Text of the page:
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Handel With Care - The Titfield Thunderbolt
Heisenberg might have stayed here
qatsi
qatsi
Handel With Care
As the Philharmonia Baroque Orchestra made their way on to the stage, one of the violinists commented to the front rows of the arena, "we seem to be at the same dinner table". I suppose the Proms are just as much of an event from on the stage as in the audience.

The concert began with Rameau's suite Les Paladins, which was completely new to me but very pleasant to listen to. A mixture of moods, some lighter than others but never very heavy. Conductor Nicholas McGegan, with a figure and manner rather reminiscent of the Frasier character Gil Chesterton, bounced around on the rostrum; I'm not sure about the earth, but the floor certainly moved for me a couple of times. A ripple of applause after the overture was met with some sniggering from the cognoscenti in the audience, but then a short and warm round of applause discharged the moment. The orchestral sound was interesting to compare to the Purcell of two weeks earlier: although on period instruments, a much richer sound produced by a slightly larger orchestra.

In the pieces either side of the interval, tenor John Mark Ainsley sang arias by Handel and Rameau. His tone was very well cast to the hall, and enthusiastically received by the audience.

Finally, the orchestra performed Handel's Water Music suite. I remember a year or two ago a TV programme with Andrew Manze and Peter Ackroyd attempting to reconstruct an authentic performance of the Water Music. One of their concerns was how well the music would be heard as the boats were spread across the Thames. kharin also recalled an article describing the difficulty of putting a harpsichord on board a boat. While there is no problem in placing a harpsichord in the Royal Albert Hall, there is a similar difficulty for a small orchestra to generate enough sound to fill the space. While generally adequate, in the early movements of the suite the horn sound was rather modest; and in the penultimate movement, there were some breakages in the sound, and one passage dissolved completely. It's a very challenging task to fill the hall with sound on these challenging period instruments and whilst it did disappoint momentarily, it shouldn't detract from the performance as a whole.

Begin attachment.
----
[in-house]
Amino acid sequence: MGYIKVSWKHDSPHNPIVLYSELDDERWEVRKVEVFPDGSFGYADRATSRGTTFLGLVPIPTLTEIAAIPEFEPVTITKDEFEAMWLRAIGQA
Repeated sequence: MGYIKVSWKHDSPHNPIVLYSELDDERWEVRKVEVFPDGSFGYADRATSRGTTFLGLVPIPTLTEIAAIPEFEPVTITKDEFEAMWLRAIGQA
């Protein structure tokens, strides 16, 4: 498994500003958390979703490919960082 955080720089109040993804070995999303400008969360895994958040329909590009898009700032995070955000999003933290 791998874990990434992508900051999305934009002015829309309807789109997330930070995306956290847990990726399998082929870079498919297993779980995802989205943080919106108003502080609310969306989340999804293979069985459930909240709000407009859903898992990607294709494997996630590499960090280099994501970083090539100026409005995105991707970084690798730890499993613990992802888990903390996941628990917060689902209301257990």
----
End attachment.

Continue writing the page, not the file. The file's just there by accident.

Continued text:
I dithered about whether to attend the late night Prom - Weill and Berio. The first I was keen to hear; for the second I had no great enthusiasm, and taken as a whole the concert would provide transport difficulties and the prospect of not getting back to Reading before 1am. I considered the option of exiting between pieces, but feared the possibility of getting as far as a notice proclaiming 'these doors are alarmed' in the warren of passages within the Hall. So in the end we made our return after only the first concert, and I contented myself with Radio 3's listen again.

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Current Music: Kurt Weill - Kleine Dreigroschenmusik (Radio 3 Listen Again)

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